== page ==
- Tesla HR told production employees in a memo obtained by CNBC that the company is returning to "normal operations," and it's resuming their regular attendance policy this week.
- The company is giving employees the option to take unpaid leave until May 31, with HR approval, if they are worried about exposing a household member to Covid-19.
- Tesla wound down operations at its main, U.S. car plant in Fremont, California as of March 24, but resumed production there the weekend of May 9 in defiance of earlier local health orders.
Tesla's HR boss, Valerie Workman, said in an e-mail to employees on Wednesday night that the company is returning to "normal operations" at its Fremont, California, vehicle assembly plant and Sparks, Nevada, battery factory this week, with some health-related precautions in place.
Among other things, that means Tesla's regular attendance policy will be in place as of Friday, according to the memo, with one new provision: Those who want to stay home due to concerns about exposing a vulnerable member of their household to Covid-19 will have to file paperwork describing the situation to Tesla HR and get approval first for their unpaid leave. Once approved, they can take unpaid leave through the end of May.
The company is passing out masks to workers who need them, and performing temperature checks on workers as they arrive at the factory's doors.
As CNBC has previously reported, Tesla's attendance policy gives workers points if they skip a shift without having accrued personal time off, or if they use personal time off without approval from managers. They get 2 points per absence and 1 point for tardiness, typically. A worker with 5 to 6 points can be terminated under the policy.
Elon Musk's electric vehicle and renewable energy company wound down to minimum basic operations at its main, U.S. car plant on March 24, and re-opened the factory the weekend of May 9 in defiance of local health orders. The Fremont Police Department told CNBC that it is not investigating "alleged production" that occurred at the Tesla vehicle plant before health orders were relaxed and a site-specific plan for the factory was approved by Alameda County Public Health.
Musk and Tesla filed a lawsuit against Alameda County after the county's public health leaders put restrictions in place that impacted the Tesla factory, in order to curb the spread of Covid-19 in the community. Tesla dropped the suit on Wednesday.
Musk has promised to move Tesla's headquarters out of the state of California, and threatened to move Tesla's manufacturing operations and future projects out of the state, as well. However, California Governor Gavin Newsom said, in an interview with CNBC on May 19, that he doesn't worry about Tesla or Elon Musk making those moves any time soon.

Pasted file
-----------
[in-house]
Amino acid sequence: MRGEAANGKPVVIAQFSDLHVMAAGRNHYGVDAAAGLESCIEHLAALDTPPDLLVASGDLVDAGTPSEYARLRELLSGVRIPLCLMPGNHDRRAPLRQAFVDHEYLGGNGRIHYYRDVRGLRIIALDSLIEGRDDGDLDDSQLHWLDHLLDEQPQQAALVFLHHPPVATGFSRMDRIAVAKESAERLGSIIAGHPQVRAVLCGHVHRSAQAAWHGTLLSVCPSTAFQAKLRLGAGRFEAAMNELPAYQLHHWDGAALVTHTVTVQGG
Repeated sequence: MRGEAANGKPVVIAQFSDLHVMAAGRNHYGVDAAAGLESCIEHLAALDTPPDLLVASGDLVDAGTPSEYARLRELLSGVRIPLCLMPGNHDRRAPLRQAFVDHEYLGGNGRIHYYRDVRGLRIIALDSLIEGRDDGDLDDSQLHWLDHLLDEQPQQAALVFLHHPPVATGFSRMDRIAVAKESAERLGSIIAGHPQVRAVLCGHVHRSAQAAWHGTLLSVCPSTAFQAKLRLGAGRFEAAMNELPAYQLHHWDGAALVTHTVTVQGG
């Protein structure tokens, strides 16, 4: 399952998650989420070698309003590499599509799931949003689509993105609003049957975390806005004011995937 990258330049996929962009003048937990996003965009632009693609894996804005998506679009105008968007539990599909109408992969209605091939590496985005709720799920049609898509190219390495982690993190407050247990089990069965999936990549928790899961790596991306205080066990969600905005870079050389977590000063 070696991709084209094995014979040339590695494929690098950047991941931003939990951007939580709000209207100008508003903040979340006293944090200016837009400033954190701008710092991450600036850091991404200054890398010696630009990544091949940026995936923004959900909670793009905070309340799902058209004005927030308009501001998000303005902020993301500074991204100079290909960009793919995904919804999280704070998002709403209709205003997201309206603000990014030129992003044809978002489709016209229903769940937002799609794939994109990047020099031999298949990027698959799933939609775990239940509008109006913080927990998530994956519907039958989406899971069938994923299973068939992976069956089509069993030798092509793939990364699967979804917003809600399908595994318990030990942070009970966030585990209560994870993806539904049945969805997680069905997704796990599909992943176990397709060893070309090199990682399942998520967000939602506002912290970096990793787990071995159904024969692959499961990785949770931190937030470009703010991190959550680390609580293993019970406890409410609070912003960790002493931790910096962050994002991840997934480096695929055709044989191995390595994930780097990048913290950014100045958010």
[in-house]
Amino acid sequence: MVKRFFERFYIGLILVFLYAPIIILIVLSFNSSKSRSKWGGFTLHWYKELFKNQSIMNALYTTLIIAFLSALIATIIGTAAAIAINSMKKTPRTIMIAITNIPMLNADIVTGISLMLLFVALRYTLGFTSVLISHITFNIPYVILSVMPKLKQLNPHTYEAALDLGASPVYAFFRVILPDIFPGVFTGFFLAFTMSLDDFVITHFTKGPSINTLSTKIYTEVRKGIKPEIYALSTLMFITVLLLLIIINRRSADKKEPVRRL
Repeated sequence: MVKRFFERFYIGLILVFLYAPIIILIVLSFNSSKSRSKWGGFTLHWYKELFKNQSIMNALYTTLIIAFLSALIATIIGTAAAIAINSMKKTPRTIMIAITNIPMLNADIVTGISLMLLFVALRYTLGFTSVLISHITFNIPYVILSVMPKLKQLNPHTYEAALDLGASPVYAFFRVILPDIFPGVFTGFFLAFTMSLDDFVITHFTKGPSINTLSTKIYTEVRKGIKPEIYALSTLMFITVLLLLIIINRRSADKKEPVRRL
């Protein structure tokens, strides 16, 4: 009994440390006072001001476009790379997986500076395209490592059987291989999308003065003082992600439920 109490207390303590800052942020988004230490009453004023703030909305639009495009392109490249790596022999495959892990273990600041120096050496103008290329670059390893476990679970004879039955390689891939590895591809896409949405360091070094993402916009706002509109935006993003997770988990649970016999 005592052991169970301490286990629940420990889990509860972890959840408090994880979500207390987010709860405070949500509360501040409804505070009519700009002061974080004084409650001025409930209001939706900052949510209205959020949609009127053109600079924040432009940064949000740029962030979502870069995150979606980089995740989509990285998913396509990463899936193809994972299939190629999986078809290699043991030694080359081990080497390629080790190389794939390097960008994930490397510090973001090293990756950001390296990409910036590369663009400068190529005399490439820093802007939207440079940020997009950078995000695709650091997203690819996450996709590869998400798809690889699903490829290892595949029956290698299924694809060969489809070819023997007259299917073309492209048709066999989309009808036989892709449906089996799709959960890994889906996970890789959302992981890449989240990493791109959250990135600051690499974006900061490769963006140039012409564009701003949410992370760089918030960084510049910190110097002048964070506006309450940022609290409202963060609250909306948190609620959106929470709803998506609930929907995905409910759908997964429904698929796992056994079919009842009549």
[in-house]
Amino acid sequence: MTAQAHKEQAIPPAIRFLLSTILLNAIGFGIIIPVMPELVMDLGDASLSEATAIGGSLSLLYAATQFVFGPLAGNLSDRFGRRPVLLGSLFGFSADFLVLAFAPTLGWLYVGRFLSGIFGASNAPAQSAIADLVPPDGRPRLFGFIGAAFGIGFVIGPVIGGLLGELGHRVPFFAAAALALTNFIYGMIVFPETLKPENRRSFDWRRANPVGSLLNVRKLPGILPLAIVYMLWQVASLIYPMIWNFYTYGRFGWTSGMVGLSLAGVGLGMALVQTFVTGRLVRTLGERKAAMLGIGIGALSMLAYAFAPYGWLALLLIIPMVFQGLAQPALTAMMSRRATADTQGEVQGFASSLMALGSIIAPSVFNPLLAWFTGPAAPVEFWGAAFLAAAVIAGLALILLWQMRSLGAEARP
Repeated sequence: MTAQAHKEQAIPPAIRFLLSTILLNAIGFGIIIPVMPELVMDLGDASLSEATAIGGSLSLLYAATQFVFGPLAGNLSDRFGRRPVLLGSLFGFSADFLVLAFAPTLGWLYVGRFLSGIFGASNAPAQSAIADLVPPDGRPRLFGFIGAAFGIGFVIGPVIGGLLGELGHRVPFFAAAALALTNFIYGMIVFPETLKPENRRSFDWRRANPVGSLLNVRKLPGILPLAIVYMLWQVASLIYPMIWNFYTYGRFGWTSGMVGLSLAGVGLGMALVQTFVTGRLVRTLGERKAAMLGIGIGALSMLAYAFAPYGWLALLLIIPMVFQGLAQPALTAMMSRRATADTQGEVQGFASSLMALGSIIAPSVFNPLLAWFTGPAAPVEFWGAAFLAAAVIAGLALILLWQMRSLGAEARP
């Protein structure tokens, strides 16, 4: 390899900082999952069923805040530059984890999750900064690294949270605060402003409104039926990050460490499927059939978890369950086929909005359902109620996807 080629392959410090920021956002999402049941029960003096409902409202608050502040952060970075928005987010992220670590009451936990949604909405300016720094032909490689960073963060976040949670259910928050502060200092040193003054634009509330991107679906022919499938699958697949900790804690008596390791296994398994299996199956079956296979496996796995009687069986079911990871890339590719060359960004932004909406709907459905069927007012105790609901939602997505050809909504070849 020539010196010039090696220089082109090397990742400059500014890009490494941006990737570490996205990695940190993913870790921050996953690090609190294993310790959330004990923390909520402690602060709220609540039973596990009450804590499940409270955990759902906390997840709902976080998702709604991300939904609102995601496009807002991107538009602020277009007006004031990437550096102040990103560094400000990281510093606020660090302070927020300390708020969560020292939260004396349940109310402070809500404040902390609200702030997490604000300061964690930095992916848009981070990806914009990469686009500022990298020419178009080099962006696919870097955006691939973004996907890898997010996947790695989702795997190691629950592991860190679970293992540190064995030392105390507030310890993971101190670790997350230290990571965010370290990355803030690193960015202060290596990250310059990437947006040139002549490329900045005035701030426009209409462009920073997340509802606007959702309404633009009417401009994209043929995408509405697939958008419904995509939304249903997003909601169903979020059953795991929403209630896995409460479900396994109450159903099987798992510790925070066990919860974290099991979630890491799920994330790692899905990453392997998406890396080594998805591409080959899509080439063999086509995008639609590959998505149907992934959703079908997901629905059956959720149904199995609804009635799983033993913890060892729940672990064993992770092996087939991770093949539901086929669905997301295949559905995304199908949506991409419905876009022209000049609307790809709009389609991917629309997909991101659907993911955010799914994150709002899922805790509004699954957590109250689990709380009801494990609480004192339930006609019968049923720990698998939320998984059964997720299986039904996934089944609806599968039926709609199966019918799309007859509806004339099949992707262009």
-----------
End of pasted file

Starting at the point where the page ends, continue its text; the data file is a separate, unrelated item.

"I've had a lot of conversations with him, and we're committed to the success and the innovation and the low-carbon, green growth economy that he's been promoting for decades and the state of California is accelerating in," Newsom said.
Read the entire HR memo to Tesla's production workforce, transcribed by CNBC, here:
Date: May 20, 2020
Subj. HR Update: May 20, 2020: Fremont Factory & Gigafactory Nevada
On Monday, May 18, Bay Area health officials eased shelter-in-place restrictions as a result of sustained progress in the containment of Covid-19. Specifically, they cited favorable health data showing a trend in stabilizing or declining new Covid [sic] cases and hospitalizations, as well as an increase in testing. This is great news for the health of our community, and it's exciting to begin the path to reopening some areas of the country.
Bay Area guidelines permit manufacturers to resume normal operations, and ease restrictions for retail, warehousing and other industries assuming all required safety precautions can be followed. This order, combined with the County's prior approval of our Return to Work health and safety protocols, and improving health and safety data means California is getting back to work.
Specifically, this means a few important updates for Fremont Factory as well as Gigafactory Nevada:
1. We'll be reinstating our Attendance Policy this Friday, May 22 with a new provision:
*If an employee does not want to come to work out of concern that they might expose an at-risk member of their household, HR will provide the employee with a document the employee can sign and submit to confirm their situation and receive Unpaid Leave until May 31.
*If you are under Tesla-or doctor- directed quarantine, are sick with Covid [sic] symptoms, or have tested positive for Covid [sic], you are not subject to the Attendance Policy and should continue to stay home. Please notify your manager and a Benefits team member will contact you to discuss Covid-19 Paid Leave of Covid-19 Exposure Paid Leave.
2. Premium pay will continue through May 31 for those who are eligible in appreciation for your work during this challenging time.
3. All health and safety precautions must continue to be followed, and we will be implementing additional checks and audits to ensure these policies are being followed.
This email only applies to our production workforce and production-related office workers at our Fremont operations in Alameda County and Gigafactory Nevada. Those who can continue to work from home, should do so. In some areas of the country, additional restrictions continue and therefore please only report to work if your manager, HR partners or another Tesla representative has called you back to work.
Thank you all for your continued diligence in helping to keep our Tesla team safe and healthy. Please continue to reach out to [Ed: e-mail redacted] with your HR-related questions.
Thank You Team!
Valerie Capers Workman | North America HR+ EMEA & AU/NZ/JP/KR